Iowa yielded the first seven points of overtime as Creighton pulled away for an 84-72 victory in a women’s college basketball game Sunday in Iowa City. It followed a furious finish to regulation which saw Iowa’s Jenny Lillis sink a three-pointer with :29 remaining to give the Hawks a 70-67 lead. Creighton’s Sara Hildebrand responded with a three pointer 11 seconds later to send the game to overtime. Iowa coach Lisa Bluder says her team got outscored 14-2 in overtime on their home floor. She says that shot at the end of regulation burst Iowa’s bubble and “for some reason we didn’t have any life in that overtime.” The Hawkeyes had trouble scoring in overtime but Bluder says overall the defensive effort was sub-par.Iowa is now 6-4 and the Hawkeyes face a quick turn-a-tound. They play at Missouri Tuesday afternoon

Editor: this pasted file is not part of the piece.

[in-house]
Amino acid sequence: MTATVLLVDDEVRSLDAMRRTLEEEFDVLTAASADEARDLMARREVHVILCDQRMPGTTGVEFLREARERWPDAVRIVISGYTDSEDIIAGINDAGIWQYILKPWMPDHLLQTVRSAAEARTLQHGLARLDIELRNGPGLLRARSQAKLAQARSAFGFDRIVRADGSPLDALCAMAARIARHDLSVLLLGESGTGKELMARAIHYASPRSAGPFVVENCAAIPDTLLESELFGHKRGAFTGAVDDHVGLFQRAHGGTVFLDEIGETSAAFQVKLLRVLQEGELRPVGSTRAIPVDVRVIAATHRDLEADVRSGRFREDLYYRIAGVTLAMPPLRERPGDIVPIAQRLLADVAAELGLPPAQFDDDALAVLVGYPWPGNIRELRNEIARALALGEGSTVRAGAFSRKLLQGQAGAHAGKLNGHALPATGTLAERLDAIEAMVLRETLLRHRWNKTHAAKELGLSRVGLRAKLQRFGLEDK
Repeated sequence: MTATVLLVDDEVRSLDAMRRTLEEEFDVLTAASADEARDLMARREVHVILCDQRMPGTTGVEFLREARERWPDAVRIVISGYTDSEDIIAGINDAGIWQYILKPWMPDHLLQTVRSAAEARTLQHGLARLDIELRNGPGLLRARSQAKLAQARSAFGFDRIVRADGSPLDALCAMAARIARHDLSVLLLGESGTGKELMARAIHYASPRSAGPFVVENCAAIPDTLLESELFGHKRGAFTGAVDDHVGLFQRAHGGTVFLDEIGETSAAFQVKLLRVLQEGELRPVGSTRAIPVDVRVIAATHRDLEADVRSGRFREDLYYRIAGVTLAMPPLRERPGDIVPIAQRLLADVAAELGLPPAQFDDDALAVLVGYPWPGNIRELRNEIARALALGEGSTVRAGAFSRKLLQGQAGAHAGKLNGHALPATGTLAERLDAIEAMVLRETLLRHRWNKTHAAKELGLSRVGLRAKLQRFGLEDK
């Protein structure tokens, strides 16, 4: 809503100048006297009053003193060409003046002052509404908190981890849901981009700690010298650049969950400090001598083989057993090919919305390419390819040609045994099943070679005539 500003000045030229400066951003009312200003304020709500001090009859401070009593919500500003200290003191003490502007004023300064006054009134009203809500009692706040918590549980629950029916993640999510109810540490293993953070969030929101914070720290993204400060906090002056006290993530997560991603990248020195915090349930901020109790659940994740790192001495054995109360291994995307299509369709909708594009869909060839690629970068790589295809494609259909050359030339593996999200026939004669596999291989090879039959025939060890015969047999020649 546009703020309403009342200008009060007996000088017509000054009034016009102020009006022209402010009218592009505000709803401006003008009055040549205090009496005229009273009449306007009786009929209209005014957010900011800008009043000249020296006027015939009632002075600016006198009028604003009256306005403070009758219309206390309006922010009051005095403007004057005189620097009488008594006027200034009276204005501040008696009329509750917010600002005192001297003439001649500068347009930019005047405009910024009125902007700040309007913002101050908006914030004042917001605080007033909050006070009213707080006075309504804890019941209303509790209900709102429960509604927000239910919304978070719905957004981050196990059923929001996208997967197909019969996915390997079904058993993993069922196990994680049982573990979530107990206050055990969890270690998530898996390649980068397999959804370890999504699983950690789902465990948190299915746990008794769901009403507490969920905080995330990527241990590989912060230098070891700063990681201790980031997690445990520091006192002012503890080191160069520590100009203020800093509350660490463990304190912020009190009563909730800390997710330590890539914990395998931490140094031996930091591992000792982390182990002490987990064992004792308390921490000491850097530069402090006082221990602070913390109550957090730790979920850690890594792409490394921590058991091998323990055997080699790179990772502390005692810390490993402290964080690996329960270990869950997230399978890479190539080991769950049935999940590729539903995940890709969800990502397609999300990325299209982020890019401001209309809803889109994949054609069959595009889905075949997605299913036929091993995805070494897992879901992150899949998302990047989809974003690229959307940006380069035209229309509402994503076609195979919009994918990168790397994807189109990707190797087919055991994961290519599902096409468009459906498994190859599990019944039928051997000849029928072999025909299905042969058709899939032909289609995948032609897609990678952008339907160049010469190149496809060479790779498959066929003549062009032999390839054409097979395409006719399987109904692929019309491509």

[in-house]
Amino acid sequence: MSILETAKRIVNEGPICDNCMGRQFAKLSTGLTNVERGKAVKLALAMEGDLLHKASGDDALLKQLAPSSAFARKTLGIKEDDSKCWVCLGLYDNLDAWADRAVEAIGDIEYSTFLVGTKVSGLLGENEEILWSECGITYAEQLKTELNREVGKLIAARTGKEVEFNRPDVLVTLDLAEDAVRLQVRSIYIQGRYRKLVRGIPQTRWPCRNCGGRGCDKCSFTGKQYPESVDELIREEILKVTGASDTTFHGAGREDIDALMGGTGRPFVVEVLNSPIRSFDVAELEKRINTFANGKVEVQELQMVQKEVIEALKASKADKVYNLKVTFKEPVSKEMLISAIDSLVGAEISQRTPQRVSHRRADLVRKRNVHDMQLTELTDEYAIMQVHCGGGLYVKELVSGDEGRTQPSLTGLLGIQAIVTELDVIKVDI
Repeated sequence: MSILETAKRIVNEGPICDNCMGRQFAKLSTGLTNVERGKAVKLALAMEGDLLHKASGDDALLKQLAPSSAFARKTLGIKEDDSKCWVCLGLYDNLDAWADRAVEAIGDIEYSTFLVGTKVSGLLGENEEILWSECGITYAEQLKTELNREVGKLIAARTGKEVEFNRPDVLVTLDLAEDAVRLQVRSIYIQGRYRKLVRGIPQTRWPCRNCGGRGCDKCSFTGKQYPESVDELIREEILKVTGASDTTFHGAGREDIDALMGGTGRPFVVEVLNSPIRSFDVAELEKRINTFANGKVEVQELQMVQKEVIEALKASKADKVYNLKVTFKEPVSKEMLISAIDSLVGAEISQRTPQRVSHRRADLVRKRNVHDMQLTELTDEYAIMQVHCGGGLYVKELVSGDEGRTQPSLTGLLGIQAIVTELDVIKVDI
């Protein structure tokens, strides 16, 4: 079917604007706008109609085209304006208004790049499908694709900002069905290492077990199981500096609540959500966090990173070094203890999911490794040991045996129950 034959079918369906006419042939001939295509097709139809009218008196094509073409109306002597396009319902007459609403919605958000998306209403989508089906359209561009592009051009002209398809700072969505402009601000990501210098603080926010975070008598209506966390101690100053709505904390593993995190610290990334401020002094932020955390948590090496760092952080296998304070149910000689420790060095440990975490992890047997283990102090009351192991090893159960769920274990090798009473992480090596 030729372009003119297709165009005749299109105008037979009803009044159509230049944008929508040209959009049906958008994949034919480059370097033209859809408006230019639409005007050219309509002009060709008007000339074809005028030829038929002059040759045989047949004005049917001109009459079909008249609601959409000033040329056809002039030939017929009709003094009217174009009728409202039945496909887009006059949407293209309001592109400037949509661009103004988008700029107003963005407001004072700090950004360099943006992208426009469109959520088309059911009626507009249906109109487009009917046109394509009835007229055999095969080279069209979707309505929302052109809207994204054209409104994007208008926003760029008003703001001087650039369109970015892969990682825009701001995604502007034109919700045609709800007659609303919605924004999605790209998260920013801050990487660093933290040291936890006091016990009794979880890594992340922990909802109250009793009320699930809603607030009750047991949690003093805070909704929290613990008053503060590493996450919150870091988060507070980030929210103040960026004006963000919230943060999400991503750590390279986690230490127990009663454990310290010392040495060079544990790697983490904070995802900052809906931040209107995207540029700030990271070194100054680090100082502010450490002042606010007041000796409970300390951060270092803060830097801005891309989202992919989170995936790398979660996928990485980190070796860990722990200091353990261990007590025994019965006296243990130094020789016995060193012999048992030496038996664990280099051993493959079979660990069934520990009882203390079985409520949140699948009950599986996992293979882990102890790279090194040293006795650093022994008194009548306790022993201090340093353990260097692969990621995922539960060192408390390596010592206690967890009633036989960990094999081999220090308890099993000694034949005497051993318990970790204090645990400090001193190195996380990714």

Ramon Ochoa was one of the key ingredients in Iowa’s run to the Outback Bowl. With standout receiver Mo Brown sidelined for much of the season with an ankle injury, Ochoa — a senior from Maywood, California, — picked up the slack and led the team in receptions with 33 and also set an Iowa recvord for punt return yards. It almost didn’t happen. Ochoa played the entire season with a stress fracture in his foot that was diagnosed during pre-season drills. Ochoa could have had surgery and come back next season, but he graduated this month and decided he wanted to see how long he could play on it. Ochoa says he struggled with the injury every week. Ochoa says if you came out to a practice on Wednesday, you might not have seen him take a snap, but he says “it seemed to work on Saturdays.” Iowa coach Kirk Ferentz says at time he wondered how Ochoa was going to play from week-to-week. Ferentz says Ochoa looked like “a dog with arthritis on the practice field” but was able to make it work on game days. Ochoa and the rest of the Hawkeyes take on Florida in Thursday’s Outback Bowl.